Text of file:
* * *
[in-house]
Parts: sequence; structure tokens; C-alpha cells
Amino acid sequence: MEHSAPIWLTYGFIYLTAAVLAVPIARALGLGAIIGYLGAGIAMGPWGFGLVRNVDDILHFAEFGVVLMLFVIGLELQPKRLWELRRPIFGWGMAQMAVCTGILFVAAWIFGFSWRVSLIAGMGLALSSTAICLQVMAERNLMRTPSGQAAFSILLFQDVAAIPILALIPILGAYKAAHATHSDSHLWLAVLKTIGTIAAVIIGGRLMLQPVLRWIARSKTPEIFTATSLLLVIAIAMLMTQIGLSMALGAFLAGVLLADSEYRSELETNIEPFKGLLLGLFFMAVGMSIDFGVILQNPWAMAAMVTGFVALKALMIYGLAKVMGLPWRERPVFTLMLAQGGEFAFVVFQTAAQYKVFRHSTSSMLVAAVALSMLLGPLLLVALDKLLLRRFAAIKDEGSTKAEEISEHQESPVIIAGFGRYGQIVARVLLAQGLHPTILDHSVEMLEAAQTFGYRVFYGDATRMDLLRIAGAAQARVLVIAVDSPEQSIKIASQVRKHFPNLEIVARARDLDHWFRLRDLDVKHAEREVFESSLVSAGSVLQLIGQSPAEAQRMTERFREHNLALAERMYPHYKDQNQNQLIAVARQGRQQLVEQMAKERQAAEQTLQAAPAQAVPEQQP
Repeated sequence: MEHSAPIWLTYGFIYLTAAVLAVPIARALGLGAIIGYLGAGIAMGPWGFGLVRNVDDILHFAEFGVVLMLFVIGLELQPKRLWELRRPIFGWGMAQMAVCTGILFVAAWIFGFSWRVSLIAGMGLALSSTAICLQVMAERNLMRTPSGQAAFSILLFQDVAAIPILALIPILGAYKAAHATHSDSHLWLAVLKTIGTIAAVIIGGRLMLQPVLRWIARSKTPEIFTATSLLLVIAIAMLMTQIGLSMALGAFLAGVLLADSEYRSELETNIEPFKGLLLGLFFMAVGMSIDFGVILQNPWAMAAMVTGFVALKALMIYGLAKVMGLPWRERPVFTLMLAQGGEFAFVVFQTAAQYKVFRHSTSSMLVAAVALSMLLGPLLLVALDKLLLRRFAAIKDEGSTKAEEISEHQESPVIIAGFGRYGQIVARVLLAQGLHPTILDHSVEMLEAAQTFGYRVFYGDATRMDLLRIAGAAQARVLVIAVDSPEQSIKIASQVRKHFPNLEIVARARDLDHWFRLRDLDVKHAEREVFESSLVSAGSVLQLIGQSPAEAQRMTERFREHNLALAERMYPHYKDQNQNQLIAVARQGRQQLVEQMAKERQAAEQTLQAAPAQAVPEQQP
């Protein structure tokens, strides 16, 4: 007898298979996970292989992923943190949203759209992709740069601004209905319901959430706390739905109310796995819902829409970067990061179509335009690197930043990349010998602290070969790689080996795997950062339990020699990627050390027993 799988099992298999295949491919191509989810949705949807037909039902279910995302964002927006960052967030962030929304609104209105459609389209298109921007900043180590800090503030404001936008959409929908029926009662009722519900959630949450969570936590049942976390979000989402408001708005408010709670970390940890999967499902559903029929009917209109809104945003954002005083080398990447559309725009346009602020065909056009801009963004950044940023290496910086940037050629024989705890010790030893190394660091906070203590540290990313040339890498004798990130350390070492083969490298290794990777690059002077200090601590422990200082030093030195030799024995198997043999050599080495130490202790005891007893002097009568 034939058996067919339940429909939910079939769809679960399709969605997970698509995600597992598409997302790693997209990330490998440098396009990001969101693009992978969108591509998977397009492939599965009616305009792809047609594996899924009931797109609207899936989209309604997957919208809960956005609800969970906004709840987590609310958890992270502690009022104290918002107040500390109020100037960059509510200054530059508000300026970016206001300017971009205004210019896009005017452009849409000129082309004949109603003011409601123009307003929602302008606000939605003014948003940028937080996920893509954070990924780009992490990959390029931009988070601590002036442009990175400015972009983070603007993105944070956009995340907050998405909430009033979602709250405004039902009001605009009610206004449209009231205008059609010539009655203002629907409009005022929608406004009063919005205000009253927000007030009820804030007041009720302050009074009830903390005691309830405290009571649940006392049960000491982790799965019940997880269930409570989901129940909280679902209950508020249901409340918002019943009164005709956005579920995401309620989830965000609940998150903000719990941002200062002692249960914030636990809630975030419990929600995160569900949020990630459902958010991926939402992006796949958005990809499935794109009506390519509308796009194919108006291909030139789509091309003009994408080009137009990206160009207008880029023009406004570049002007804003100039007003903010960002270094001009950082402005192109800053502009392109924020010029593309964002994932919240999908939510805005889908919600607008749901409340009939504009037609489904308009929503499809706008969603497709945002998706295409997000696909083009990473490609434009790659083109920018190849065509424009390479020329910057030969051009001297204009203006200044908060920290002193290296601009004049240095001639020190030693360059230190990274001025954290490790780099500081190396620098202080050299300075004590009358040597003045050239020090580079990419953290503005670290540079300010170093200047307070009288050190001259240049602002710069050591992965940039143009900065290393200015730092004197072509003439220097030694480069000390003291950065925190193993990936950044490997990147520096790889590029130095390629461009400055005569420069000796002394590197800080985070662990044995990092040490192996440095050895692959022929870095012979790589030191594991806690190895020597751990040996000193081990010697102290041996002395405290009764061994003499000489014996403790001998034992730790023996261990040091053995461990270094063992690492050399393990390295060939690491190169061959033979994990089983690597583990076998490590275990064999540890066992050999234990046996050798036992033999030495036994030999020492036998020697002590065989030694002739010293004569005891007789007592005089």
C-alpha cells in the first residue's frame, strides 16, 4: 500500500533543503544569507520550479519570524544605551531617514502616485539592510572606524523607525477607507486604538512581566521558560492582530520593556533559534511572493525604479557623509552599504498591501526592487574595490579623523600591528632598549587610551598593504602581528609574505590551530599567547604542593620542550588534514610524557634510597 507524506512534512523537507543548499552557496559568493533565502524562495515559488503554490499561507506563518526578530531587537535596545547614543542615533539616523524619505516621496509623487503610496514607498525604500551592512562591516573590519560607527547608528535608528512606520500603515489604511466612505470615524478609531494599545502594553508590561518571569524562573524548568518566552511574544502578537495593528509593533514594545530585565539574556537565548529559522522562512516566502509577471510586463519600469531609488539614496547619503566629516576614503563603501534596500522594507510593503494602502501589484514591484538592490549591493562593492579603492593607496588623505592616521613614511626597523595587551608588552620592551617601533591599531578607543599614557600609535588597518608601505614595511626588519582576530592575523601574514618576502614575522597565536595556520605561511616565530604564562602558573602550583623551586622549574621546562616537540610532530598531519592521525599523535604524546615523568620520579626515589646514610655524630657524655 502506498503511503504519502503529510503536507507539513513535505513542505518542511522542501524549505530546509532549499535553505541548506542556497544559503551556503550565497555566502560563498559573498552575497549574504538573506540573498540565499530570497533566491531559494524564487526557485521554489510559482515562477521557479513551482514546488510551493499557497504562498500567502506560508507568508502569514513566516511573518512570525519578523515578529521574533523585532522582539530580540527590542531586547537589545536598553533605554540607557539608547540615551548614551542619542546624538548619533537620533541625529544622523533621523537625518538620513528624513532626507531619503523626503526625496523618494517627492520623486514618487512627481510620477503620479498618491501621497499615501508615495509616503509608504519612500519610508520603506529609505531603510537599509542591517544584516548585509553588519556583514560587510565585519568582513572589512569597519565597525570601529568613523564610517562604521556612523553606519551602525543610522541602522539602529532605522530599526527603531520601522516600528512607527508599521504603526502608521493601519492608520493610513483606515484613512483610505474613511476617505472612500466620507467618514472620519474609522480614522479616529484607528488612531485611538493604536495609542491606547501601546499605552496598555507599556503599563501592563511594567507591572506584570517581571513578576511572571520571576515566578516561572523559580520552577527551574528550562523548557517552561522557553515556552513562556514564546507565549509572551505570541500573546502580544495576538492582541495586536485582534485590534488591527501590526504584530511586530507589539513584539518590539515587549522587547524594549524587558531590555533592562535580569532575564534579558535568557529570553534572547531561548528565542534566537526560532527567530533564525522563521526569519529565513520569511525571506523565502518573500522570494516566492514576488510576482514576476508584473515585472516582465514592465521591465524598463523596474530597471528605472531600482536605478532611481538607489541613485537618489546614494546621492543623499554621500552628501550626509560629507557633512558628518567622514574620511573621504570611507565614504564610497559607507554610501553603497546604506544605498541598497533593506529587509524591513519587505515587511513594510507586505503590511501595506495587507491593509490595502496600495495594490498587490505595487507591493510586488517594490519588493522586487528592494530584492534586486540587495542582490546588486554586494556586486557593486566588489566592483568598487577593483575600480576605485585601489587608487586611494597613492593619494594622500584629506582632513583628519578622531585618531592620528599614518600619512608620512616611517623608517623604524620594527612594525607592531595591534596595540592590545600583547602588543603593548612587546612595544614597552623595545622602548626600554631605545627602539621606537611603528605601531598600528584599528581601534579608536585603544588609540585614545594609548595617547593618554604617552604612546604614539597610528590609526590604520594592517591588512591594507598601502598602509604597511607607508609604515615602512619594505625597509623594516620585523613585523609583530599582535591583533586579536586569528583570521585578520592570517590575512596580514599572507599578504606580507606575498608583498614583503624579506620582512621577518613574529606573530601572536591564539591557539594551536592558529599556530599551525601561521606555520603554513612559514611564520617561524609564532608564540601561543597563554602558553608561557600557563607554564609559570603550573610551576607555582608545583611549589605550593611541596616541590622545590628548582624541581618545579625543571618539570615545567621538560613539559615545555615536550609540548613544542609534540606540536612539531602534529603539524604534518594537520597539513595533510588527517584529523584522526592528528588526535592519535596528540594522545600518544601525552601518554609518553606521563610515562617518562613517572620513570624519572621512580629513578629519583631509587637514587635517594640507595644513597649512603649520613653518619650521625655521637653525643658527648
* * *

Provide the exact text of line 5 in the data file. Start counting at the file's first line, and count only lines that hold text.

């Protein structure tokens, strides 16, 4: 007898298979996970292989992923943190949203759209992709740069601004209905319901959430706390739905109310796995819902829409970067990061179509335009690197930043990349010998602290070969790689080996795997950062339990020699990627050390027993 799988099992298999295949491919191509989810949705949807037909039902279910995302964002927006960052967030962030929304609104209105459609389209298109921007900043180590800090503030404001936008959409929908029926009662009722519900959630949450969570936590049942976390979000989402408001708005408010709670970390940890999967499902559903029929009917209109809104945003954002005083080398990447559309725009346009602020065909056009801009963004950044940023290496910086940037050629024989705890010790030893190394660091906070203590540290990313040339890498004798990130350390070492083969490298290794990777690059002077200090601590422990200082030093030195030799024995198997043999050599080495130490202790005891007893002097009568 034939058996067919339940429909939910079939769809679960399709969605997970698509995600597992598409997302790693997209990330490998440098396009990001969101693009992978969108591509998977397009492939599965009616305009792809047609594996899924009931797109609207899936989209309604997957919208809960956005609800969970906004709840987590609310958890992270502690009022104290918002107040500390109020100037960059509510200054530059508000300026970016206001300017971009205004210019896009005017452009849409000129082309004949109603003011409601123009307003929602302008606000939605003014948003940028937080996920893509954070990924780009992490990959390029931009988070601590002036442009990175400015972009983070603007993105944070956009995340907050998405909430009033979602709250405004039902009001605009009610206004449209009231205008059609010539009655203002629907409009005022929608406004009063919005205000009253927000007030009820804030007041009720302050009074009830903390005691309830405290009571649940006392049960000491982790799965019940997880269930409570989901129940909280679902209950508020249901409340918002019943009164005709956005579920995401309620989830965000609940998150903000719990941002200062002692249960914030636990809630975030419990929600995160569900949020990630459902958010991926939402992006796949958005990809499935794109009506390519509308796009194919108006291909030139789509091309003009994408080009137009990206160009207008880029023009406004570049002007804003100039007003903010960002270094001009950082402005192109800053502009392109924020010029593309964002994932919240999908939510805005889908919600607008749901409340009939504009037609489904308009929503499809706008969603497709945002998706295409997000696909083009990473490609434009790659083109920018190849065509424009390479020329910057030969051009001297204009203006200044908060920290002193290296601009004049240095001639020190030693360059230190990274001025954290490790780099500081190396620098202080050299300075004590009358040597003045050239020090580079990419953290503005670290540079300010170093200047307070009288050190001259240049602002710069050591992965940039143009900065290393200015730092004197072509003439220097030694480069000390003291950065925190193993990936950044490997990147520096790889590029130095390629461009400055005569420069000796002394590197800080985070662990044995990092040490192996440095050895692959022929870095012979790589030191594991806690190895020597751990040996000193081990010697102290041996002395405290009764061994003499000489014996403790001998034992730790023996261990040091053995461990270094063992690492050399393990390295060939690491190169061959033979994990089983690597583990076998490590275990064999540890066992050999234990046996050798036992033999030495036994030999020492036998020697002590065989030694002739010293004569005891007789007592005089």